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USB2 or Firewire?

Discussion in 'Camcorders, Action Cams & Video Making Forum' started by Barrie1, Nov 30, 2004.

  1. Barrie1

    Barrie1
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    I have just bought a JVC GRD-53 which comes with both USB (USB2 I think) and Firewire ports. My PC has USB2 but not Firewire. Should I get a Firewire port put on my PC and are there any good or bad ones? They all seem pretty cheap and some come with a lead and software but do you get what you pay for as it were???

    I really just want to do some basic editing and saving of my clips (not huge films!) onto Video CD at the moment as the software comes with the camera and I have a CD re-writer. My first effort with a Video CD was not very good - could this be down to the USB or is the quality that bad anyway?

    I might add a DVD re-writer later but thought Video CD would be okay for short clips, but the picture is very poor.

    Any advice to a complete beginner very gratefully recieved :lease:


    Thanks

    Barrie.
     
  2. PhilipH

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    You should find that only the firewire port can be used to transfer DV (Digital Video) to a PC for editing ... the USB port on digital camcorders is usually for using the camera as a webcam or downloading stills from the stills camera facility.

    Phil
     
  3. Daverey2

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    Hi Barrie

    I'm new to all this too, so don't want to give you incorrect advice or anything (if I do I'm sure someone will say so).

    I recently bought a PC that didnt have a firewire port, and on the advice of this forum I decided to buy one. I had a look around, and the best place seems tobe ebay - I think I paid the princely sum of £2.54 (including delivery) for a card and it also came with a cable.

    I then searched for software, and for less than a fiver delivered I managed to pick up a copy of Pinnacle Studio 9 SE - which I believe does not have all the fnctions of the full retail software.

    I am in the process of converting my first camcorder video into a DVD - no idea how it will turn out yet, bt it looks like it will be fantastic.

    Basically, I would think its well worth you making the very small investment to get the right stuff - like I said, for less than a tenner I've got the card, cable and software.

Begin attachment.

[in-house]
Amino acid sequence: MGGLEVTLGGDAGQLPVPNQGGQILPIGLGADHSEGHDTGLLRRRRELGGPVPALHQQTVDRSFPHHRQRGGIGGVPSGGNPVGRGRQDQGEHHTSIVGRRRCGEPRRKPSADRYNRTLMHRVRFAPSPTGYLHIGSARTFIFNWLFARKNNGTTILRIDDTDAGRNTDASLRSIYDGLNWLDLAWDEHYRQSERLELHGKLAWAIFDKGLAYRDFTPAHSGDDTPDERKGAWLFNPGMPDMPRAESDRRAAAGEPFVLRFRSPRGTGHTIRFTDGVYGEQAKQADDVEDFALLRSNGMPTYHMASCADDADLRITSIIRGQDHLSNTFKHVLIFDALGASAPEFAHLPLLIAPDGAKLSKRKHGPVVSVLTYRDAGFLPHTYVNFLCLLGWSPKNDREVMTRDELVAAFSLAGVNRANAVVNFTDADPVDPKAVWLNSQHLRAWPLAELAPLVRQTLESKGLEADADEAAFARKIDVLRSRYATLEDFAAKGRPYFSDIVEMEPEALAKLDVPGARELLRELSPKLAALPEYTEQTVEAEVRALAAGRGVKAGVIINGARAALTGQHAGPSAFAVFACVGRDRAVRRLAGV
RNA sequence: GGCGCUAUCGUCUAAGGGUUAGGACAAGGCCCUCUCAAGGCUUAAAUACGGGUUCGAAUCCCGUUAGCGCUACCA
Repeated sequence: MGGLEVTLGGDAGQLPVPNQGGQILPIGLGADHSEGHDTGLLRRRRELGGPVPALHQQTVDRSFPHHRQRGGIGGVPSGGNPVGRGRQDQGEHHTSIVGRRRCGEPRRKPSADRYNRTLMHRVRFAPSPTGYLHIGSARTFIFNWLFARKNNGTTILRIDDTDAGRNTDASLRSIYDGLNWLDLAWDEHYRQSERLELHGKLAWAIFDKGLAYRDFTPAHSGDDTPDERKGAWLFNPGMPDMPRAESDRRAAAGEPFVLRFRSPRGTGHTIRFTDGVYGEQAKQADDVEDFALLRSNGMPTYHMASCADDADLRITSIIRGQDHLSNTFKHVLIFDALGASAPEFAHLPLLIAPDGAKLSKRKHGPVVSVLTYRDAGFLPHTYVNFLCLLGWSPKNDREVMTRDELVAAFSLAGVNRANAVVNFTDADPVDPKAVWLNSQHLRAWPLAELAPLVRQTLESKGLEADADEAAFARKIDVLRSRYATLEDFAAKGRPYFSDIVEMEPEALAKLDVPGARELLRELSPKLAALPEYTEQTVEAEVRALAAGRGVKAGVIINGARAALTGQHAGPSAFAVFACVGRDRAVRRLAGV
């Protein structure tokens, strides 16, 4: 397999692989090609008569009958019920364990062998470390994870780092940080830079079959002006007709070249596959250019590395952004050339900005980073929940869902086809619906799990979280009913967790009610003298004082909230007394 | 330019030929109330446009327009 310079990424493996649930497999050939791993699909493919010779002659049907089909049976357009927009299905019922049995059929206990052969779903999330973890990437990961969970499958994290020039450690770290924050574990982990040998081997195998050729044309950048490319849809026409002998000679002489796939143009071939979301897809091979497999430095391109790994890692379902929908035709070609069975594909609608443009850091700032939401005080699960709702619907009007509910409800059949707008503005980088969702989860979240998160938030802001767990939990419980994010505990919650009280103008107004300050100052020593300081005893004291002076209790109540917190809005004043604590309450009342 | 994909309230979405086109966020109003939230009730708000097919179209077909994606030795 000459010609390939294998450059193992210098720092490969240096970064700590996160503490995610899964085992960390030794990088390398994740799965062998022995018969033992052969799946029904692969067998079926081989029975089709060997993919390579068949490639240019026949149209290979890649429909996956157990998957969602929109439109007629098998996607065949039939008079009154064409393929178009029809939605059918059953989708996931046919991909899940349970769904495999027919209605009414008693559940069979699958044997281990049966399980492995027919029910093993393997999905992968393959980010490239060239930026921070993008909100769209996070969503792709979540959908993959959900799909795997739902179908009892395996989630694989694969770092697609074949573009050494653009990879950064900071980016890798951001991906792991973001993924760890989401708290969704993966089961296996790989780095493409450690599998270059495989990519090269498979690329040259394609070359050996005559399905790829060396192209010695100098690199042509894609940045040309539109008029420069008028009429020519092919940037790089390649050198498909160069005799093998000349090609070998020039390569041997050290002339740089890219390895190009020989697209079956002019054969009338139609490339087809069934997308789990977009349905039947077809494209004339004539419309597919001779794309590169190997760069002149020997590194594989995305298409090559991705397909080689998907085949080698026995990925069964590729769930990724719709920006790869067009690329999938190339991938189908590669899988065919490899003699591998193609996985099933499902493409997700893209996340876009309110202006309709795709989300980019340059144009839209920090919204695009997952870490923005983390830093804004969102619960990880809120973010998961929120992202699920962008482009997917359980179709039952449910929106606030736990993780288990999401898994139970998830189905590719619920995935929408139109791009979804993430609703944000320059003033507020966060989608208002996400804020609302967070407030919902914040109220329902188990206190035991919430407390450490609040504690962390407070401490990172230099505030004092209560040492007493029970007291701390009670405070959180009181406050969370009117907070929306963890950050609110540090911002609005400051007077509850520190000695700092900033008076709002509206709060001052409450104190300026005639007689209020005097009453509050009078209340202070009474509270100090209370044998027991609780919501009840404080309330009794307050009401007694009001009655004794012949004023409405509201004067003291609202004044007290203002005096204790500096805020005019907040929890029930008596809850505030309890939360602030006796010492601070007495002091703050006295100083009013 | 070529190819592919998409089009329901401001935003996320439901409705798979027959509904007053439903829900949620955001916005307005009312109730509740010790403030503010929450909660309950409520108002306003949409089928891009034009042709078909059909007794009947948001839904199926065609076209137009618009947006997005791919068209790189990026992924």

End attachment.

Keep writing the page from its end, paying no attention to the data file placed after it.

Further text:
Dave
     
  4. MarkE19

    MarkE19
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    Well as you may have already gathered from previous posts you can only get the full quality video captured to your PC via firewire. As already mentioned as well you can add firewire to the PC for very little money, although I think Daverey2 getting card & cable for only £2.54 including postage was pure luck. You are more likely to be paying around £10 for them, but that is still fairly cheap IMO.
    As for software, well if your PC is running Windows XP then you alread have editing software installed. XP comes complete with Movie Maker and if you have all the latest upgrades this will also have been upgraded to version 2 which is a lot better. This will do all you need to create your VCDs.
    The picture quality of a VCD is going to be fairly low, but the origional footage you have got is capable of being far better. I think that once you get going you will quickly want to upgrade to a DVD burner. With these available for under £100 including all the authoring software required this will also not cost the earth.

    Mark.
     
  5. laser

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    You should be able to get a firewire card, cable, software and DVD writer for less than £100. A lot less if you buy from ebay.

    Software such as Pinnacle Studio 9 or Ulead DVD Movie Maker will make the process very easy and will allow you to capture, edit and make a DVD with moving menus in one package. You will be impressed with the results.

    Have a look at companies such as www.dabs.com.

    Some software is packaged with a firewire card and is even cheaper.
     
  6. Skiddins

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    The 'SE' versions of software are usually bundled with an item (CD drive or similar) and always loose some of the functionality of the full software.

    Skiddins
     
  7. Daverey2

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    Just as a follow up to Skiddins post..

    I used Pinnacle Studio 9 SE for the first time last night to create a DVD of my first camcorder footage (holiday to Iceland).

    I'm no expert and this was my first attempt, and I have to say it was excellent. I knwo the SE software loses some functionality, but it still did more than I could have imagined or used, and at £3 instead of £50, then for the beginner its spot on.

    Dave
     

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